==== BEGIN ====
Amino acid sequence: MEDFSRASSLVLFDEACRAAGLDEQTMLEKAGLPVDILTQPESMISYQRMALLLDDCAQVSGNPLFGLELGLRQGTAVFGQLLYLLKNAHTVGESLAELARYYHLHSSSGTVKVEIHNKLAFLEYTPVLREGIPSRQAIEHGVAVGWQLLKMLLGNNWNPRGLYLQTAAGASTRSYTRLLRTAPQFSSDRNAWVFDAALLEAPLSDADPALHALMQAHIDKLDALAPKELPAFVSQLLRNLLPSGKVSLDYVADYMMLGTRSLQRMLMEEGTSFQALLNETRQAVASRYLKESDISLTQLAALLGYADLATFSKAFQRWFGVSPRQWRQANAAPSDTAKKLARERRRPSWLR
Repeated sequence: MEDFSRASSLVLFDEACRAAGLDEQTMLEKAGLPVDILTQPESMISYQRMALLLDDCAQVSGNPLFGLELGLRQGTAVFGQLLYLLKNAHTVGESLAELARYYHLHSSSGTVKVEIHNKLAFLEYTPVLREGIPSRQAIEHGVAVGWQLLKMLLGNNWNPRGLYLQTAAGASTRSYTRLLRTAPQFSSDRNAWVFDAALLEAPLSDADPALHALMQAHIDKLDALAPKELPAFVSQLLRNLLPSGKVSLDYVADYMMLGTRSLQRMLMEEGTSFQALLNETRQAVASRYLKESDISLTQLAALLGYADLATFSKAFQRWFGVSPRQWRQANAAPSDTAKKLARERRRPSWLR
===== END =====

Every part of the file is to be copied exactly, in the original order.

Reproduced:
Amino acid sequence: MEDFSRASSLVLFDEACRAAGLDEQTMLEKAGLPVDILTQPESMISYQRMALLLDDCAQVSGNPLFGLELGLRQGTAVFGQLLYLLKNAHTVGESLAELARYYHLHSSSGTVKVEIHNKLAFLEYTPVLREGIPSRQAIEHGVAVGWQLLKMLLGNNWNPRGLYLQTAAGASTRSYTRLLRTAPQFSSDRNAWVFDAALLEAPLSDADPALHALMQAHIDKLDALAPKELPAFVSQLLRNLLPSGKVSLDYVADYMMLGTRSLQRMLMEEGTSFQALLNETRQAVASRYLKESDISLTQLAALLGYADLATFSKAFQRWFGVSPRQWRQANAAPSDTAKKLARERRRPSWLR
Repeated sequence: MEDFSRASSLVLFDEACRAAGLDEQTMLEKAGLPVDILTQPESMISYQRMALLLDDCAQVSGNPLFGLELGLRQGTAVFGQLLYLLKNAHTVGESLAELARYYHLHSSSGTVKVEIHNKLAFLEYTPVLREGIPSRQAIEHGVAVGWQLLKMLLGNNWNPRGLYLQTAAGASTRSYTRLLRTAPQFSSDRNAWVFDAALLEAPLSDADPALHALMQAHIDKLDALAPKELPAFVSQLLRNLLPSGKVSLDYVADYMMLGTRSLQRMLMEEGTSFQALLNETRQAVASRYLKESDISLTQLAALLGYADLATFSKAFQRWFGVSPRQWRQANAAPSDTAKKLARERRRPSWLR